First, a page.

Dark metal

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This article is about the musical genre. For the Bethlehem album, see Dark Metal.

Dark metal is a subgenre of heavy metal[1][2][3][4][5] with stylistic origins coming from both gothic and extreme metal.

Dark themes[edit]

Although some authors argue that dark metal is a genre of heavy metal,[1][2][3] there is a wide variety of opinions as to what elements, styles, or themes make metal dark.[1][3][6][7][8][9][10]

Robert Palmer, rock critic for the New York Times, calls metal with themes of horror and violence dark, using the bands Megadeth, Anthrax, Slayer and Danzig as examples. In their books, Robert Walser and Richard D. Barnet agree that dark metal is music oriented towards the occult. Micah L. Issitt, Jeffrey Kaplan, Bryan Reesman, Joel MacIver, and Chuck Eddy all write that dark metal has gothic themes.

Musical characteristics[edit]

Many writers, including Ian Christe, music journalist Chuck Eddy, Sara Pendergast, Tom Pendergast, Natalie J Purcell, Brian Reesman, Jeff Wagner, and Steven Wilson, find that there is a melancholy tone that distinguishes dark metal bands from their contemporaries. This tone has been variously described as "morose beauty",[3] "broody",[11] "beautiful and romantic",[12] "sorrowful and haunting",[13] "goth-tinged",[10] and "gloomy".[2]

Dark metal bands[edit]

A few of the bands which have been given the dark metal label include Black Sabbath,[14] Slayer,[6] Megadeth,[6] Alice in Chains,[15] Anthrax,[6] Judas Priest,[2] Evergrey,[16] Tool,[17] Iron Maiden,[2] Paradox,[18] and Kekal.[19]

See also[edit]

References[edit]

  1. ^ a b c Walser, Robert (1993). Running With the Devil: Power, Gender, and Madness in Heavy Metal Music. Wesleyan University Press. pp. 15–16. ISBN 0-8195-6260-2. 
  2. ^ a b c d e Pendergast, Tom; Pendergast, Sara (2000). St. James encyclopedia of popular culture. St James Press.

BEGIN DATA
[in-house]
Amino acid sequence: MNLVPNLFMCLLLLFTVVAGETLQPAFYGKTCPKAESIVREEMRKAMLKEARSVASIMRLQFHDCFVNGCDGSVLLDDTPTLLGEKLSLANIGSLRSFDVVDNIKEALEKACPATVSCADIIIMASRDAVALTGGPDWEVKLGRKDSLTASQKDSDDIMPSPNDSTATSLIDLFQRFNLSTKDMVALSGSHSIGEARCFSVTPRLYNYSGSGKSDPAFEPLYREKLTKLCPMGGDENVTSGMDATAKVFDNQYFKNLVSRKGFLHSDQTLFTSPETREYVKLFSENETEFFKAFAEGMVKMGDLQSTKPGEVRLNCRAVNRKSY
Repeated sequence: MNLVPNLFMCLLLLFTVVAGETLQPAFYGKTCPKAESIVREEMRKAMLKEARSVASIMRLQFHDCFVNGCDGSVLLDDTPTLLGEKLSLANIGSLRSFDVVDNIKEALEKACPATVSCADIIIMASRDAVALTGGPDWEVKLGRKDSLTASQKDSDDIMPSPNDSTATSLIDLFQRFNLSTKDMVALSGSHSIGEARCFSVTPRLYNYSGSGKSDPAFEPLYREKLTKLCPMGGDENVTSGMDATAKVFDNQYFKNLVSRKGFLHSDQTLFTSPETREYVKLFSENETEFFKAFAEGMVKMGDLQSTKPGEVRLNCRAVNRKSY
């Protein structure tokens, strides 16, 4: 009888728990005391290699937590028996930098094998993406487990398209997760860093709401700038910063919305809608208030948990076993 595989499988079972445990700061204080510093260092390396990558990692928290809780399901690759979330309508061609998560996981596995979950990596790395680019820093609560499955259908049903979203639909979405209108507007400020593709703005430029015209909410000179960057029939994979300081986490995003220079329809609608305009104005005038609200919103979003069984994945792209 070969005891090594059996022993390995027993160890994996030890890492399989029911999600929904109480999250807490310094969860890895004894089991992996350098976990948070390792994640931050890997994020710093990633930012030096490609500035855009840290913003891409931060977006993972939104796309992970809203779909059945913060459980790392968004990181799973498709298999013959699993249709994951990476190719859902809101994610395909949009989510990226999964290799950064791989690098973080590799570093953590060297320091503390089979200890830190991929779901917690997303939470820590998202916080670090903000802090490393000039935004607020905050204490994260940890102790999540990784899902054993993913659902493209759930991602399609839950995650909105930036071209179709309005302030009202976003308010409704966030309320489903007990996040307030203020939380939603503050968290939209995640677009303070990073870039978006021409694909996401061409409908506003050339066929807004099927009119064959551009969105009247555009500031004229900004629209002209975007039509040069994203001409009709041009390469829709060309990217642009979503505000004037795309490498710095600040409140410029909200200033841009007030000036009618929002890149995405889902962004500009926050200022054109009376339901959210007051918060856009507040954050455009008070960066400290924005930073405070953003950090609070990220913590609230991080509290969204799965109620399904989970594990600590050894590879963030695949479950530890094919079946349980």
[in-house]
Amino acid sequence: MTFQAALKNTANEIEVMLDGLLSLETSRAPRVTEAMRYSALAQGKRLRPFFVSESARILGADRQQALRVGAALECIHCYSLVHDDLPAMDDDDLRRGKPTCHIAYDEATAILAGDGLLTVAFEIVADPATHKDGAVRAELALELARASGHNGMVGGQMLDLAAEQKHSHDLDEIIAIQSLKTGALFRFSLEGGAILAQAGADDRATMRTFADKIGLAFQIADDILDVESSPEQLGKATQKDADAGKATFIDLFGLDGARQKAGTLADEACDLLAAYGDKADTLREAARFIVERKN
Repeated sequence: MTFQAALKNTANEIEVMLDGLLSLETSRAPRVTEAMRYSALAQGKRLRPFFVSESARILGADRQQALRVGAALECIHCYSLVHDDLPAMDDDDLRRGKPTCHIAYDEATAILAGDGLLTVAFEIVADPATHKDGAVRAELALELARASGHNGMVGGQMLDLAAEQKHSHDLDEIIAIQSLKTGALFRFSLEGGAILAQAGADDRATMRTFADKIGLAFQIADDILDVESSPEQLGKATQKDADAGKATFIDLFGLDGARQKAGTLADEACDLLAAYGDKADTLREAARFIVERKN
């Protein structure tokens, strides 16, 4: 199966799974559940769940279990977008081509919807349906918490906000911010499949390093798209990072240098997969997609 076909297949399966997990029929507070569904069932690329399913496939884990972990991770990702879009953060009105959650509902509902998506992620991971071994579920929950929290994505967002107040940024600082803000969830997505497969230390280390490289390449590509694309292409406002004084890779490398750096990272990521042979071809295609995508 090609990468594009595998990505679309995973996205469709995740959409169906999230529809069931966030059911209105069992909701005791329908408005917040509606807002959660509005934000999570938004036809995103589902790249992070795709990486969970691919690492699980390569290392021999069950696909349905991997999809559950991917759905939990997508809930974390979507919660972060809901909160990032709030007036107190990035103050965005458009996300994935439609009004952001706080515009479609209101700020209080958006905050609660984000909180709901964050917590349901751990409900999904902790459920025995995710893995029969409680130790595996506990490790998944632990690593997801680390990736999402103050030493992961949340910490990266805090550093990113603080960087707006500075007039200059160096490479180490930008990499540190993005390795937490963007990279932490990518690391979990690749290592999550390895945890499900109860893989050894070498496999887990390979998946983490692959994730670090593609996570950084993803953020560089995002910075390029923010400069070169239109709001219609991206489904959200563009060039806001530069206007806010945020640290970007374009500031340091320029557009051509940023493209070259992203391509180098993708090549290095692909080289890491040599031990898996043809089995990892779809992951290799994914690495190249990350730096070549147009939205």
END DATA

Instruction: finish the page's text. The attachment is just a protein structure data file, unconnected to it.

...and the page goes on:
3. ^ a b c d Eddy, Chuck (2011). Rock and Roll Always Forgets: A Quarter Century of Music Criticism. Duke University Press. p. 86. ISBN 978-0-8223-5010-1. "...by the late '90s and early '00s, goth-oriented 'dark metal' bands like The Gathering and Tiamat had turned in another direction, incorporating morose beauty learned from Kate Bush, Swans, Enigma, and Joy Division." 
  4. ^ Rivadavia, Eduardo. "Biography of Insomnium". "...links to other, neighboring metallic subgenres like doom, melancholy, and dark metal." 
  5. ^ Sullivan, Jim (July 5, 1991). "Heavy metal tour sends a message -- loud and clear". The Boston Globe via HighBeam Research (subscription required). "It was Metallica that opened the floodgates to this latest heavy metal subgenre, generally termed thrash metal, dark metal or death metal: fast, bone-crunching, hard rock played with ferocity, strewn with violent, bloody imagery." 
  6. ^ a b c d Palmer, Robert (Nov 4, 1990). "POP VIEW; Dark Metal: Not Just Smash And Thrash". New York Times. "The horrific imagery so central to the lyrics of dark metal permeates popular culture, from horror films to illustrated "graphic" novels to the visceral new fiction of "splatter punks"..." 
  7. ^ Barnet, Richard D.; Burriss, Larry L. (2001). Controversies of the Music Industry. Greenwood Publishing Group. p. 86. ISBN 9780313310942. 
  8. ^ Issitt, Micah (2011). Goths: A Guide to an American Subculture. ABC-CLIO. p. 25. ISBN 9780313386046. 
  9. ^ Kaplan, Jeffrey; Lööw, Heléne (2002). The Cultic Milieu: Oppositional Subcultures in an Age of Globalization. Rowman Altamira. p. 143. ISBN 9780759102040. 
  10. ^ a b Reesman, Bryan (2003). "As Darkness Falls, Sales Rise: Goth-Tinged Dark Metal Proves Its Crossover Appeal" 115 (26). Billboard Magazine. p. 22. 
  11. ^ Wagner, Jeff; Wilson, Steven (2010). Mean Deviation: Four Decades of Progressive Heavy Metal. Bazillion Points. ISBN 9780979616334. "Tracks such as "Weeper on the Shore" and "Song of the Troubled One" unified an earthy '70s vibe with the broody dark metal so popular in Europe in the mid '90s." 
  12. ^ Christe, Ian (September 1998). "Metal". CMJ New Music Monthly. "the five lads in ORPHANED LAND weave beautiful, romantic dark metal on Sahara(Holy)" 
  13. ^ Purcell, Natalie J. (2003). Death Metal music: the passion and politics of a subculture. McFarland. ISBN 9780786415854. "Bands like Celtic Frost, My Dying Bride, Cathedral and Anathema offered slow, deep metal with a haunting and sorrowful tone. These British bands added melody and instrumental sections to their dark metal music." 
  14. ^ Walser, Robert (1993). Running With the Devil: Power, Gender, and Madness in Heavy Metal Music. Wesleyan University Press. p. 16. ISBN 9780819562609. 
  15. ^ Gilstrap, Andrew. "Alice in Chains: Greatest Hits". PopMatters. Retrieved 2012-12-27. 
  16. ^ Rhysman, Bryan (2003). "As Darkness Falls, Sales Rise" 115 (26). Billboard Magazine. p. 22. "Goth-Tinged Dark Metal Proves Its Crossover Appeal" 
  17. ^ Keyes, J. Edward (August 2, 2009). "Tool's Dark Metal and Stunning Visuals Take Over All Points West". Rolling Stone. 
  18. ^ Rimmer, Mike (1 May 2001). "Paradox - Through Pain There Is Joy". Cross Rhythms Magazine (Cross Rhythms) (CR Mag 62). Retrieved 6 October 2013. 
  19. ^ Webber, Ian (August 8, 2011). "Kekal - 8". CrossRhythms. Retrieved July 30, 2013.